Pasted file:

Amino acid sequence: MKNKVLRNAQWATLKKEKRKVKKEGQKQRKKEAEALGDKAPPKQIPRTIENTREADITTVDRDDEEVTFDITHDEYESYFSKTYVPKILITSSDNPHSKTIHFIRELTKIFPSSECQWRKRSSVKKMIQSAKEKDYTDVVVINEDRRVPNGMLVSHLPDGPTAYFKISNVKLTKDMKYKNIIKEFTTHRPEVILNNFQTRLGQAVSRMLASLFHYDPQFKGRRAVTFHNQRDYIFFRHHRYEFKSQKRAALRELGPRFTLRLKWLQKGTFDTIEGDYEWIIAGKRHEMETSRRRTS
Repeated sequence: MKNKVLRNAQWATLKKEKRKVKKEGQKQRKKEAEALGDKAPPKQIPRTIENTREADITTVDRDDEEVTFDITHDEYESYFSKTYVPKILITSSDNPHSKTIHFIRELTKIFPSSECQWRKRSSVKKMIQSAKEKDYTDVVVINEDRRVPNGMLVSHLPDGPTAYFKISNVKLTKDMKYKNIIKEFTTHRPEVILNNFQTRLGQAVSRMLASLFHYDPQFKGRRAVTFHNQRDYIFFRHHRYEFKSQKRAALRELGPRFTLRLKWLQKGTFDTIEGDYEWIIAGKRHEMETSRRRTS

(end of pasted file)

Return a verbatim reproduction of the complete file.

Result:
Amino acid sequence: MKNKVLRNAQWATLKKEKRKVKKEGQKQRKKEAEALGDKAPPKQIPRTIENTREADITTVDRDDEEVTFDITHDEYESYFSKTYVPKILITSSDNPHSKTIHFIRELTKIFPSSECQWRKRSSVKKMIQSAKEKDYTDVVVINEDRRVPNGMLVSHLPDGPTAYFKISNVKLTKDMKYKNIIKEFTTHRPEVILNNFQTRLGQAVSRMLASLFHYDPQFKGRRAVTFHNQRDYIFFRHHRYEFKSQKRAALRELGPRFTLRLKWLQKGTFDTIEGDYEWIIAGKRHEMETSRRRTS
Repeated sequence: MKNKVLRNAQWATLKKEKRKVKKEGQKQRKKEAEALGDKAPPKQIPRTIENTREADITTVDRDDEEVTFDITHDEYESYFSKTYVPKILITSSDNPHSKTIHFIRELTKIFPSSECQWRKRSSVKKMIQSAKEKDYTDVVVINEDRRVPNGMLVSHLPDGPTAYFKISNVKLTKDMKYKNIIKEFTTHRPEVILNNFQTRLGQAVSRMLASLFHYDPQFKGRRAVTFHNQRDYIFFRHHRYEFKSQKRAALRELGPRFTLRLKWLQKGTFDTIEGDYEWIIAGKRHEMETSRRRTS